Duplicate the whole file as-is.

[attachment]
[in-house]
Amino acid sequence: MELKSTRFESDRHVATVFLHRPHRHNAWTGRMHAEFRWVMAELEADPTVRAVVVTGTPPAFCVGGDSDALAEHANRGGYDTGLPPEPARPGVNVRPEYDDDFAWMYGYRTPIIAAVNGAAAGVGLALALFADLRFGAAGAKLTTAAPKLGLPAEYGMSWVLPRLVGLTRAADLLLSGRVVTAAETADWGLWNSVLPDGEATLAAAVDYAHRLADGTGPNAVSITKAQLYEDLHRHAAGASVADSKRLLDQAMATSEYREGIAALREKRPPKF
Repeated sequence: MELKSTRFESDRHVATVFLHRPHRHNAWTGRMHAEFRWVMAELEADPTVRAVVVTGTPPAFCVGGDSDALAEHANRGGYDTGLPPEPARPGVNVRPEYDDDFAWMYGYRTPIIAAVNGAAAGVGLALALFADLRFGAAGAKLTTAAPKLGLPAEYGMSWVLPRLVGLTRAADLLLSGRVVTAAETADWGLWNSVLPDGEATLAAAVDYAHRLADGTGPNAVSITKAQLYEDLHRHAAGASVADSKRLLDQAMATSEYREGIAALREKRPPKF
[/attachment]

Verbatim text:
[in-house]
Amino acid sequence: MELKSTRFESDRHVATVFLHRPHRHNAWTGRMHAEFRWVMAELEADPTVRAVVVTGTPPAFCVGGDSDALAEHANRGGYDTGLPPEPARPGVNVRPEYDDDFAWMYGYRTPIIAAVNGAAAGVGLALALFADLRFGAAGAKLTTAAPKLGLPAEYGMSWVLPRLVGLTRAADLLLSGRVVTAAETADWGLWNSVLPDGEATLAAAVDYAHRLADGTGPNAVSITKAQLYEDLHRHAAGASVADSKRLLDQAMATSEYREGIAALREKRPPKF
Repeated sequence: MELKSTRFESDRHVATVFLHRPHRHNAWTGRMHAEFRWVMAELEADPTVRAVVVTGTPPAFCVGGDSDALAEHANRGGYDTGLPPEPARPGVNVRPEYDDDFAWMYGYRTPIIAAVNGAAAGVGLALALFADLRFGAAGAKLTTAAPKLGLPAEYGMSWVLPRLVGLTRAADLLLSGRVVTAAETADWGLWNSVLPDGEATLAAAVDYAHRLADGTGPNAVSITKAQLYEDLHRHAAGASVADSKRLLDQAMATSEYREGIAALREKRPPKF